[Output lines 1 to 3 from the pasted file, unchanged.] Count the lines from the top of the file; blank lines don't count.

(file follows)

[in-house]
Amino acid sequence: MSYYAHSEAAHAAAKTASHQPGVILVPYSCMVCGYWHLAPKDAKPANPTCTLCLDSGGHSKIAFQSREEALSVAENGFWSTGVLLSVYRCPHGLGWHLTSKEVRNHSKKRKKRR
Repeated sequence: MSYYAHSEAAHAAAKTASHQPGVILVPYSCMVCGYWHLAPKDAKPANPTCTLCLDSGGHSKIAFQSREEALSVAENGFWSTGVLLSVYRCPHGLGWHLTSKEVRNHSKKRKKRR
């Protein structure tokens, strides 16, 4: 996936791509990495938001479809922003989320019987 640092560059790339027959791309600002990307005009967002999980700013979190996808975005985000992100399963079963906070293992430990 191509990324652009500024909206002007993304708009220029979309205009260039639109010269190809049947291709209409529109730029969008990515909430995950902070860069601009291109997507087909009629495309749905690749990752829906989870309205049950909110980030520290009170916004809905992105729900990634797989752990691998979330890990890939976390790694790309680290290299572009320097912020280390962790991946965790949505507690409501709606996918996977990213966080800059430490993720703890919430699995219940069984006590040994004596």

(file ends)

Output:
[in-house]
Amino acid sequence: MSYYAHSEAAHAAAKTASHQPGVILVPYSCMVCGYWHLAPKDAKPANPTCTLCLDSGGHSKIAFQSREEALSVAENGFWSTGVLLSVYRCPHGLGWHLTSKEVRNHSKKRKKRR
Repeated sequence: MSYYAHSEAAHAAAKTASHQPGVILVPYSCMVCGYWHLAPKDAKPANPTCTLCLDSGGHSKIAFQSREEALSVAENGFWSTGVLLSVYRCPHGLGWHLTSKEVRNHSKKRKKRR